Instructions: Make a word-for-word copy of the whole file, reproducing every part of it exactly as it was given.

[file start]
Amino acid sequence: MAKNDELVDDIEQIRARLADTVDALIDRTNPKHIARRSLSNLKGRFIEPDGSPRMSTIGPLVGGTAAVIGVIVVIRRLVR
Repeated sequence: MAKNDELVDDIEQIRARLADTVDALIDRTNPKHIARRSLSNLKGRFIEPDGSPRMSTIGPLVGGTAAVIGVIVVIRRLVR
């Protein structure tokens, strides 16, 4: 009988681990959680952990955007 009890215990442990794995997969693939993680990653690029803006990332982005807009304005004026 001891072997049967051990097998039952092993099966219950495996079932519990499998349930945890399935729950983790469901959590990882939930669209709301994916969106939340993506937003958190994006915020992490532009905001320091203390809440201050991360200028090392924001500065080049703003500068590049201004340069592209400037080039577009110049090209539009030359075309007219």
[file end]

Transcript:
Amino acid sequence: MAKNDELVDDIEQIRARLADTVDALIDRTNPKHIARRSLSNLKGRFIEPDGSPRMSTIGPLVGGTAAVIGVIVVIRRLVR
Repeated sequence: MAKNDELVDDIEQIRARLADTVDALIDRTNPKHIARRSLSNLKGRFIEPDGSPRMSTIGPLVGGTAAVIGVIVVIRRLVR
């Protein structure tokens, strides 16, 4: 009988681990959680952990955007 009890215990442990794995997969693939993680990653690029803006990332982005807009304005004026 001891072997049967051990097998039952092993099966219950495996079932519990499998349930945890399935729950983790469901959590990882939930669209709301994916969106939340993506937003958190994006915020992490532009905001320091203390809440201050991360200028090392924001500065080049703003500068590049201004340069592209400037080039577009110049090209539009030359075309007219």